Okanagan wine industry disappointed over USMCA-related grocery store sales changes

B.C.’s wine industry will soon lose its advantage of dedicated grocery in-store shelf space

Dirty Laundry winery in Summerland, B.C., estimates it will sell fewer bottles of red and white in grocery stores as shelf space previously reserved for local companies will soon be shared with U.S. imports.

“I don’t think it’ll be devastating, but it will certainly impact us,” said Paul Sawler, the winery’s director of sales and marketing.

B.C.’s wine industry will soon lose its advantage of dedicated grocery in-store shelf space — a practice deemed discriminatory through the lens of U.S. President Donald Trump’s America-first ethos — as grocers will have to make room for out-of-province offerings.

But with the Nov. 1, 2019 deadline for implementation more than a year away, those in the industry say it’s difficult to know what the change will look like and just how hard it’ll hit local vintners.

Imported wines currently can only be sold at the province’s grocery stores in a so-called store-within-a-store model, which the U.S. has called discriminatory and complained about to the World Trade Organization alleging unfair sales practices.

The U.S. and Canada agreed to end the “ongoing trade concern” in a pair of side letters to the new United States-Mexico-Canada Agreement reached late Sunday night.

The change is not surprising, but is disappointing, said Miles Prodan, the CEO of the B.C. Wine Institute, a not-for-profit organization that represents the interests of the province’s wineries.

READ MORE: U.S. president cheers new USMCA trade deal, heralds end of NAFTA era

There are 271 licensed grape wineries in the province, according to the institute, and the industry contributes $2.8 billion annually to the B.C. economy.

The majority of the wineries are small in scale, he said, producing about 5,000 cases a year or less.

The grocery-store model was the only real channel many of these smaller operations had to access consumers, he said.

“The growth of the sales for small wineries increased significantly,” he said.

“Prior to that, and it continues to be, very difficult for small wineries to access retail stores,” he said, adding everyone, including foreign wines, beer and spirits, is fighting for limited space within existing stores.

For Dirty Laundry, which this year will produce 30,000 cases, it’s not a critical source of sales, but an important market and the winery’s fastest growing one, Sawler said.

It accounts for 15 per cent of the company’s sales in the province, not including on the vineyard’s premises, he said. The company anticipates its sales in the channel will fall as a result.

“But how much it will impact us? You know, it’s anybody’s guess at this point,” he said, adding a lot depends on how the grocery chains handle the change.

The grocers themselves don’t yet know what the future will look like.

Only 29 grocery stores in the province sell B.C. wine in aisles as the practice requires a special licence.

Save-On-Foods offers provincial wine at 19 of its stores.

“We don’t believe this change in legislation will affect our operations and it definitely does not affect our long-standing commitment to supporting our local B.C. wineries and the B.C. agri-food industry,” the chain wrote in an email.

Loblaw Companies Ltd. sells B.C. wine at 10 of its stores, but doesn’t have any further licences and thus no plans for expanding the practice at the moment, spokeswoman Catherine Thomas wrote in an email.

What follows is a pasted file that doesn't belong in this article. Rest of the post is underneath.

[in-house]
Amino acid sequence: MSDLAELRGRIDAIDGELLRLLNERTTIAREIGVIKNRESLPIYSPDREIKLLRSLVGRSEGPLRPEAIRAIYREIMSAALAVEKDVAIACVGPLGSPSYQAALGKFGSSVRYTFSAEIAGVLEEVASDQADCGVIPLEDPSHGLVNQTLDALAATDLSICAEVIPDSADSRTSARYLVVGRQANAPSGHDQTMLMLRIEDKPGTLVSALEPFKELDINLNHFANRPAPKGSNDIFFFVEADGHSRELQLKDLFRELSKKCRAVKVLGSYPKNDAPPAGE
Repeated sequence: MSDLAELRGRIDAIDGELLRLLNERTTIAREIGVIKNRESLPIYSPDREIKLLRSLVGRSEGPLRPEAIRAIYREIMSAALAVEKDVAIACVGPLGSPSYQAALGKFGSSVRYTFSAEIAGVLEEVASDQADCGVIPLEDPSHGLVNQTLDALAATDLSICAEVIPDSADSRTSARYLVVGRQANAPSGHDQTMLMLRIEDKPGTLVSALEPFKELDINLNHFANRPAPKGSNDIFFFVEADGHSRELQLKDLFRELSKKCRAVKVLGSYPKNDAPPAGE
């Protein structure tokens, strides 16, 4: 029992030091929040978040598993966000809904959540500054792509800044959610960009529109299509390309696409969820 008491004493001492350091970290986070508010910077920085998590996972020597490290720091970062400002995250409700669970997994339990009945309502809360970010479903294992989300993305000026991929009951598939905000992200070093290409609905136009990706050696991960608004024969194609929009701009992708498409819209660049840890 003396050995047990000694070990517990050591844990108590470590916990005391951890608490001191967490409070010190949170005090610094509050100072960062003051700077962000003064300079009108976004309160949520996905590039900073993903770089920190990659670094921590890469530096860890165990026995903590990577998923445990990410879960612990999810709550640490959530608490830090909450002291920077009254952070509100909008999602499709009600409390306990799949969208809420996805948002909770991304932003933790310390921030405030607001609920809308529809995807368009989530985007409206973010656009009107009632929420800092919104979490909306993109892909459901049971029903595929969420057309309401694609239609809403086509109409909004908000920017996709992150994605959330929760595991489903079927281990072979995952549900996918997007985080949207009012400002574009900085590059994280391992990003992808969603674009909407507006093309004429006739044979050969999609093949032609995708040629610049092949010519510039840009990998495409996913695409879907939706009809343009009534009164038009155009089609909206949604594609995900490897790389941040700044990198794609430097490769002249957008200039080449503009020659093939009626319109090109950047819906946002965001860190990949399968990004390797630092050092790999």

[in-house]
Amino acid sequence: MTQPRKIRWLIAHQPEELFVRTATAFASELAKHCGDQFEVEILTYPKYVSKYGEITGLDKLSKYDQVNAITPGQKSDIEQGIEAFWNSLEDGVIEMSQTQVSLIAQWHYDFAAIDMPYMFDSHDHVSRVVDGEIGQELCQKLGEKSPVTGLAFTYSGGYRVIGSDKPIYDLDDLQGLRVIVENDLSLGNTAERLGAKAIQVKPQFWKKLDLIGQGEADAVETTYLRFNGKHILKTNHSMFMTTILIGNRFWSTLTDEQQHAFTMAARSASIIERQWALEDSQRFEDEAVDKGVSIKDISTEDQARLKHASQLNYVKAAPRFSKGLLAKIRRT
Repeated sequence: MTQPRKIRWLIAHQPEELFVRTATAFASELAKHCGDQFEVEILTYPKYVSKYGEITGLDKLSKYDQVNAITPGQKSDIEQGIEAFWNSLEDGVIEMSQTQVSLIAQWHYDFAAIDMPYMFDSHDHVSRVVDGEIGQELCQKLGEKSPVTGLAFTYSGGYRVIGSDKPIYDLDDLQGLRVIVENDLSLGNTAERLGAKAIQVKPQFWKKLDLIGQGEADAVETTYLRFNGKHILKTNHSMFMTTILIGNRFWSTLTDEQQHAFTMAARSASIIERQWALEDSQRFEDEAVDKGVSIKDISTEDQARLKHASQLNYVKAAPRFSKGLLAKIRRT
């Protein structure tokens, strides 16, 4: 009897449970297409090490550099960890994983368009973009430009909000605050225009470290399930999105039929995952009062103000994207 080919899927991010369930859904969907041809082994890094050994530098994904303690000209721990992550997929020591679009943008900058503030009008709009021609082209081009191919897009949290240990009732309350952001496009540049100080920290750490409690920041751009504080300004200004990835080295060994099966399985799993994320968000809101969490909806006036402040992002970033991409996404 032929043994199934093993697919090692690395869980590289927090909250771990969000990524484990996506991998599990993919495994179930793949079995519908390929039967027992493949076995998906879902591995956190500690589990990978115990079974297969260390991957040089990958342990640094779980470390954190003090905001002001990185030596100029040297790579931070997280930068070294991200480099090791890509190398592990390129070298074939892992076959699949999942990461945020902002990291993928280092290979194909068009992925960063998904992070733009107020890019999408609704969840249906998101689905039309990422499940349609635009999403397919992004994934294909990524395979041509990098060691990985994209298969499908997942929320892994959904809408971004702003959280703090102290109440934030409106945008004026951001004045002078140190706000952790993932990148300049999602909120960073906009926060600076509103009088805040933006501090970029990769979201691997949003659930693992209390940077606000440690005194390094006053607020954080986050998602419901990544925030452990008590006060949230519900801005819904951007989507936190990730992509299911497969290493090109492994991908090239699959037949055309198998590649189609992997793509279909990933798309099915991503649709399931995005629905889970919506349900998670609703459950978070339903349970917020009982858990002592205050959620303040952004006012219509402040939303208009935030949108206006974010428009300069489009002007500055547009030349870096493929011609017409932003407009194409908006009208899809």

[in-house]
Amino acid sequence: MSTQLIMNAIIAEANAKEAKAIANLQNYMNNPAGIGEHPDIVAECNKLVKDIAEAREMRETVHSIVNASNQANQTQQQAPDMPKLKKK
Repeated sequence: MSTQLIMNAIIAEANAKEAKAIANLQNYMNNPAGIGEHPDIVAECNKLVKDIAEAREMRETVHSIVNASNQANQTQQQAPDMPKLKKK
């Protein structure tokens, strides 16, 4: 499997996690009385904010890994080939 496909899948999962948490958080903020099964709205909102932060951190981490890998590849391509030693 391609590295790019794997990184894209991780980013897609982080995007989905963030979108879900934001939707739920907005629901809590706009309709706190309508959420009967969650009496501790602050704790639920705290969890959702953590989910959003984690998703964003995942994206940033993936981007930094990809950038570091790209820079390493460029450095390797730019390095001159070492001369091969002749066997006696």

The company doesn’t have enough information about the changes to provide any comment on how its in-store wine stock will change come November 2019, she said.

Aleksandra Sagan, The Canadian Press

Like us on Facebook and follow us on Twitter.

Just Posted

VegFest drops Okanagan Ice Pops as sponsor

Controversy stirs over a bacon-chocolate flavoured popsicle

Kelowna company wins contract for LNG Canada project in Kitimat

SK Form & Finish will work with equivalent of 4,000 fully loaded concrete trucks

Kelowna Chamber of Commerce commends council on tough decision

Kelowna city councillors decided to leave short-term rental bylaw as is, for now

Kelowna event raises thousands for Central Okanagan Food Bank

A Taste of Downtown raised $9,000 for the food bank

City of Kelowna defeats short-term rentals ‘for now’

Kelowna councillors to protect long-term rental market in close vote

VIDEO: Showers are back in the forecast

Temperatures are expected to drop, paired with clouds and rain

Roadside device to weed out THC can’t detect impairment, B.C. lawyer says

‘This fact alone is likely to have serious implications for Canadians’ Charter Rights,’ lawyer Sarah Leamon warns

Sentencing for Okanagan man who sent Christmas card to shooting victim

A South Okanagan dangerous offender tacked on another nine months of prison time

Bizarre incident in Okanagan alley leads to arrest of Calgary man

A man was witnessed jumping on a car ‘acting like an ape’

VIDEO: Fire damaged Salmon Arm 7-Eleven demolished

7-Eleven representative says company interested opening elsewhere in Salmon Arm

Most British Columbians agree the ‘big one’ is coming, but only 50% are prepared

Only 46 per cent of British Columbians have prepared an emergency kit with supplies they might need

Kamloops RCMP bait program expands to include packages and bikes

Police are scatter items throughout the city in an attempt to lure thieves

Gucci Mane’s South Okanagan concert officially postponed

Agency is looking at new tour dates between the Sept. 3 and 15 in Penticton

B.C. man to pay Maxime Bernier’s People’s Party $20k over lawsuit

Federal judge shut down Satinder Dhillon’s ‘nonsensical’ motion to bar use of PPC name in byelection

Most Read